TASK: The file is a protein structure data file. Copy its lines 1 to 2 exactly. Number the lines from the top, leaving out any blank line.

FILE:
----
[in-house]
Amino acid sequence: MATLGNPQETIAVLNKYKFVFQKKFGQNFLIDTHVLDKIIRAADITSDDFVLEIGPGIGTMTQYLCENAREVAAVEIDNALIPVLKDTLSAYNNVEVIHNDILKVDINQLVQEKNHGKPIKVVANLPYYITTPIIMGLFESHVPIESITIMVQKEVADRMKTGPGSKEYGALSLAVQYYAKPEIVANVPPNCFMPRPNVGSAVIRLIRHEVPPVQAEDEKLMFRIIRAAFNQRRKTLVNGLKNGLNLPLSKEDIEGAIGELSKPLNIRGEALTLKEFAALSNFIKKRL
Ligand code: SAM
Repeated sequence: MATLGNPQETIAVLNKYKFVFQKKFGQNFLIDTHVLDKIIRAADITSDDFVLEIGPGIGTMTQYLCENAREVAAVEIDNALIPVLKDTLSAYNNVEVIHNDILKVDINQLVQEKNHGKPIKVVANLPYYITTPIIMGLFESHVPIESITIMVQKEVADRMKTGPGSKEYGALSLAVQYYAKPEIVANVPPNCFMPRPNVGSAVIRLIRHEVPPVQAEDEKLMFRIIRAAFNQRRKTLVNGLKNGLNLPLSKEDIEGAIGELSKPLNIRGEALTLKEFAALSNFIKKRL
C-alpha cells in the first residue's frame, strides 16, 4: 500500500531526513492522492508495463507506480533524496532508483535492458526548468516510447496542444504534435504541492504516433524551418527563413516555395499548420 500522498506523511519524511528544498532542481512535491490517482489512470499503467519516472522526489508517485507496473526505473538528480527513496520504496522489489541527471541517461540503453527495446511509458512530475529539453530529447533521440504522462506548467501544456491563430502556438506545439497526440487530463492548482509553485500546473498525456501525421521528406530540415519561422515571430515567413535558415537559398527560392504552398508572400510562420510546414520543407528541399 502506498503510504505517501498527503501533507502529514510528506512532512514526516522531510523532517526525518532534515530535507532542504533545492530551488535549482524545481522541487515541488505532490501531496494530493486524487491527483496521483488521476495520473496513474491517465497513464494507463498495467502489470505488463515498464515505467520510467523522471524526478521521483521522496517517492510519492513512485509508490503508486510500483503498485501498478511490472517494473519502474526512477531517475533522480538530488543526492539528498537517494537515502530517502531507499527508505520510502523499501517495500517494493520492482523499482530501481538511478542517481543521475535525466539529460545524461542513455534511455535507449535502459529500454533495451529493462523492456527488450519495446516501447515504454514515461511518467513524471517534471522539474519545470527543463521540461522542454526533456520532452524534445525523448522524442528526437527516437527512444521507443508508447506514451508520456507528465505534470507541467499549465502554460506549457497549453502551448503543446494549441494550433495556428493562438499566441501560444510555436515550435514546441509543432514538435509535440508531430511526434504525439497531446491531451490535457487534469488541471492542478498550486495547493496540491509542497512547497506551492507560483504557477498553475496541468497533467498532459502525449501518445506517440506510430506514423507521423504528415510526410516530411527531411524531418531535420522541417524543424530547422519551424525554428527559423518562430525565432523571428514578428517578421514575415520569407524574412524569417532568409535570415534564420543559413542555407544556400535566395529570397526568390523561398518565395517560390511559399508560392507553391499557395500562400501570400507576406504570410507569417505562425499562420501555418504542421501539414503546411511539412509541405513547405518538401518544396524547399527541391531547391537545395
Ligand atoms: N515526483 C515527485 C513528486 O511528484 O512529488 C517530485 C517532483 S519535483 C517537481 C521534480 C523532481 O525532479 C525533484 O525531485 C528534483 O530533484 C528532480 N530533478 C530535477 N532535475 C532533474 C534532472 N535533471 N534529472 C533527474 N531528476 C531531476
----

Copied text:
[in-house]
Amino acid sequence: MATLGNPQETIAVLNKYKFVFQKKFGQNFLIDTHVLDKIIRAADITSDDFVLEIGPGIGTMTQYLCENAREVAAVEIDNALIPVLKDTLSAYNNVEVIHNDILKVDINQLVQEKNHGKPIKVVANLPYYITTPIIMGLFESHVPIESITIMVQKEVADRMKTGPGSKEYGALSLAVQYYAKPEIVANVPPNCFMPRPNVGSAVIRLIRHEVPPVQAEDEKLMFRIIRAAFNQRRKTLVNGLKNGLNLPLSKEDIEGAIGELSKPLNIRGEALTLKEFAALSNFIKKRL